Howell: Absolutely. And when we look at weather impacting markets the weather is also impacting the corn and soybeans markets as we look at planting. We've had crop insurance dates for a couple of different states now. When you look at corn specifically with delayed plantings what is that going to do for our markets and our prices?

Setzer: Well it's definitely something that we're going to want to watch. The market itself is not going to get too worked up about delayed plantings until around Mother's Day. That's what everyone says, when does the market pay attention? I say Mother's Day. There's some folks that of course will tell you that they're already behind and they are. It is an issue specifically with reaching maximum yield potential. You can plant well into May in a lot of areas but you're going to be pollinating during the heat of the summer. And so that's something that we'll want to be concerned about. The idea for me or what I look at right now really is it's more of a bearish factor for soybeans and the idea that we can't get spring wheat planted, we may be delayed a little bit on some corn plantings, but the reality is if we were planting actively right now in corn it would be a pretty bearish situation because then we could be looking at picking up more acres, looking at the potential for 90, 91 million. That's not happening. So we can almost get to where we're married to that 88 number. Of course things can change very quickly, especially when it comes to weather, but at this point in time it is something we'll want to watch. And it is something that could end up being more of a bearish factor in soybeans here in the next three or four weeks.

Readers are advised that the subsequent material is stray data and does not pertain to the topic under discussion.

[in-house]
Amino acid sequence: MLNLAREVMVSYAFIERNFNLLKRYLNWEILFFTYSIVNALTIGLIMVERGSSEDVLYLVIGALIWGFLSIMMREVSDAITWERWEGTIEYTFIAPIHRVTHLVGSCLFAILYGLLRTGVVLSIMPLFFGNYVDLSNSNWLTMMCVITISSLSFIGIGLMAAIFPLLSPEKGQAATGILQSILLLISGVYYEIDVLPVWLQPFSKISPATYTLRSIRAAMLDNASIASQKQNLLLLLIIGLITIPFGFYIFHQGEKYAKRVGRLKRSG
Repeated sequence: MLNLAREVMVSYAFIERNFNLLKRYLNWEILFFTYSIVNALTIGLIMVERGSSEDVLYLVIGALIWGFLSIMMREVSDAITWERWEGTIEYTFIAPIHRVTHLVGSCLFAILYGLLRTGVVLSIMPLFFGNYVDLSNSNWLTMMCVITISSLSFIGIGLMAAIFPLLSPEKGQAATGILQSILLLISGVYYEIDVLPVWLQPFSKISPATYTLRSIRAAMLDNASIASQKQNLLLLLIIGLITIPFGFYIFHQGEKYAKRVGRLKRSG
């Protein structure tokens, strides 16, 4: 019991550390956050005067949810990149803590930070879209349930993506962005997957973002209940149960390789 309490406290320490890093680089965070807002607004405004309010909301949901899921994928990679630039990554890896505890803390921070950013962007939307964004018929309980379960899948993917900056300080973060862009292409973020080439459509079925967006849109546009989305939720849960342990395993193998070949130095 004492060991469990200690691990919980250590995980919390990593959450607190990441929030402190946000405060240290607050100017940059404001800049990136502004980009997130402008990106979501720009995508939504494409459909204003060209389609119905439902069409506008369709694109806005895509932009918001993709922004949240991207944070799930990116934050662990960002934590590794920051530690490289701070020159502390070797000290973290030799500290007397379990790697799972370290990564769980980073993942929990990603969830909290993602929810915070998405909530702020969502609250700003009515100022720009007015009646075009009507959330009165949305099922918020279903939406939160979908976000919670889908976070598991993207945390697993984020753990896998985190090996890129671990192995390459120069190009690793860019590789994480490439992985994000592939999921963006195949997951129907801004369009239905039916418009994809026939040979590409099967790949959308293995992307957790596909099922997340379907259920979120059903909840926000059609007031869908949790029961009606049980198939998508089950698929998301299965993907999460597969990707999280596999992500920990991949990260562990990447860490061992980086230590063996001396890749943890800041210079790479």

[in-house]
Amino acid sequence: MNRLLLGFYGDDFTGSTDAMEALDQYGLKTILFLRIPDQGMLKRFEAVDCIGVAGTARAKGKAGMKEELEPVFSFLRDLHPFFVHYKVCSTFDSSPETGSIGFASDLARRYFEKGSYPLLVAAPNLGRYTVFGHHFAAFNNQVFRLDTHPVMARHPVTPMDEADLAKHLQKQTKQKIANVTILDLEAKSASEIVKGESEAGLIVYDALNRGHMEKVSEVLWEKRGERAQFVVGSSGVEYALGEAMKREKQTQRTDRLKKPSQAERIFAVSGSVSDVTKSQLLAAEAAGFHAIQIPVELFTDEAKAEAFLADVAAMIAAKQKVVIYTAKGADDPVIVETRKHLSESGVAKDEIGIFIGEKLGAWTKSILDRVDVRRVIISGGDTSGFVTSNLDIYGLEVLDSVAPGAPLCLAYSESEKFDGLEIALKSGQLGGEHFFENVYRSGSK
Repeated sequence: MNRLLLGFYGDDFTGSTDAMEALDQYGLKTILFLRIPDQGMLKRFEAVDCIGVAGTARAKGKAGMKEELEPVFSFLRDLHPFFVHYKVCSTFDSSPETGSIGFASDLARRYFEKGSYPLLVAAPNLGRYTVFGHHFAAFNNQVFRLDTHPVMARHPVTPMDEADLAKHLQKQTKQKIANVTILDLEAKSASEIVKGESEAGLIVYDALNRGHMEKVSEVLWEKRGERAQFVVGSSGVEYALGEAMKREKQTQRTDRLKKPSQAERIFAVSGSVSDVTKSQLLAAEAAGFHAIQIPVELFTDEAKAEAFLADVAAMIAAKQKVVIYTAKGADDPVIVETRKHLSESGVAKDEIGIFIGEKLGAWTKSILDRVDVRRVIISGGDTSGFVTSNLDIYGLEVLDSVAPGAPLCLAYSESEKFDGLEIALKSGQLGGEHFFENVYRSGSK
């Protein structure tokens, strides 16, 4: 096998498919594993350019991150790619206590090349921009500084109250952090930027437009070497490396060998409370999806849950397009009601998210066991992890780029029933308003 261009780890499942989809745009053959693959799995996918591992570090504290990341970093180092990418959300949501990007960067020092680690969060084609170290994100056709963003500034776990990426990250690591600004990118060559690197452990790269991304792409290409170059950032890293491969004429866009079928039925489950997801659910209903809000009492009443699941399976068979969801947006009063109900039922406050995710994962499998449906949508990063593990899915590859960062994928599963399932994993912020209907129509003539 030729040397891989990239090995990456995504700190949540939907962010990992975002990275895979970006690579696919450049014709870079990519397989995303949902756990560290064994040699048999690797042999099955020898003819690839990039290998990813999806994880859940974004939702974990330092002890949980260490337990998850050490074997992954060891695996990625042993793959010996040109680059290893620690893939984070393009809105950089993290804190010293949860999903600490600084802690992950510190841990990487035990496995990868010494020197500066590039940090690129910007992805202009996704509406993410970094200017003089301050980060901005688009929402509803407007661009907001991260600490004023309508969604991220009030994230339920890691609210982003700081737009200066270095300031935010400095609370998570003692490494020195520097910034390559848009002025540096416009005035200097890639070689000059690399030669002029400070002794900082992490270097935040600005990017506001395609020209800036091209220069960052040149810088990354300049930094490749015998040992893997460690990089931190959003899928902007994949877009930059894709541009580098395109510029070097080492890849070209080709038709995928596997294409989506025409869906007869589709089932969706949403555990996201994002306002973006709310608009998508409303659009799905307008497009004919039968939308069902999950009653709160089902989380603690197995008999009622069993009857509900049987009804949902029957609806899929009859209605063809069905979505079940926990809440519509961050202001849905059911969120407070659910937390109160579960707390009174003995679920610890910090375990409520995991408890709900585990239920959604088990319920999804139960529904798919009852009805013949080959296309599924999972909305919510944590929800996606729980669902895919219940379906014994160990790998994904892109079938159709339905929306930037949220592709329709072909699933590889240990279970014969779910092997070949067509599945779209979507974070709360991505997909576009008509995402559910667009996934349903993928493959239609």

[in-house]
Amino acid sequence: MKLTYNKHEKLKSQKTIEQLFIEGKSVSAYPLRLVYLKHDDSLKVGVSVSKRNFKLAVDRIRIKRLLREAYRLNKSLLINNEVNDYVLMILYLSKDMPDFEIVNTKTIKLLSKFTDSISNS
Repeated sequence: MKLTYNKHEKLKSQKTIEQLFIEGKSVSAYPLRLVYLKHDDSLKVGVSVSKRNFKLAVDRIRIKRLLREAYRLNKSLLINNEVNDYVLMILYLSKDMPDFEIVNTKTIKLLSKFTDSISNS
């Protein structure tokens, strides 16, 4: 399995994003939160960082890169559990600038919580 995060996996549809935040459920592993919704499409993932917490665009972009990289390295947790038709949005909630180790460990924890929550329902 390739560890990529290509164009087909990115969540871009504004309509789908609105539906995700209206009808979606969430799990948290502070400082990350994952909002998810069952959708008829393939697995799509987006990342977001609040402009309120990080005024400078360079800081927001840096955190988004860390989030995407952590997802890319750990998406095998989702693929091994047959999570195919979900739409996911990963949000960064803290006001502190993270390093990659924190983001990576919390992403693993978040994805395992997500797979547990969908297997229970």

Howell: Okay. The other thing I wanted to make sure that we got to touch on today in the corn markets is our corn export numbers. For Brazil and Argentina with reduced export competition for these countries what do you expect that to do to the 2018-2019 marketing year for the U.S.?

Setzer: I think it could be huge. It has been something that I've been paying attention to. I've argued for a while that the soybean production number in Argentina is big but the corn production number is potentially bigger and we'll want to be watching what is going on in Brazil where they have started their second crop corn off. They're looking at much drier than normal conditions for the next couple, three weeks. Of course it's early yet but we'll want to see if that is an indicator of a pattern. With the soybean market taking the tension like it is in Brazil and from a global standpoint too you're not going to see Brazil actively working to export corn. They're coming into their soybean export period. So I think we'll continue to see good shipment pace. This past week we saw extraordinary corn shipment pace. I think we’ll continue to see that and I think we'll continue to see interest in U.S. corn as long as we stay competitive from a global standpoint. I'm excited to see what happens during the last half of the marketing year into the first half of next year.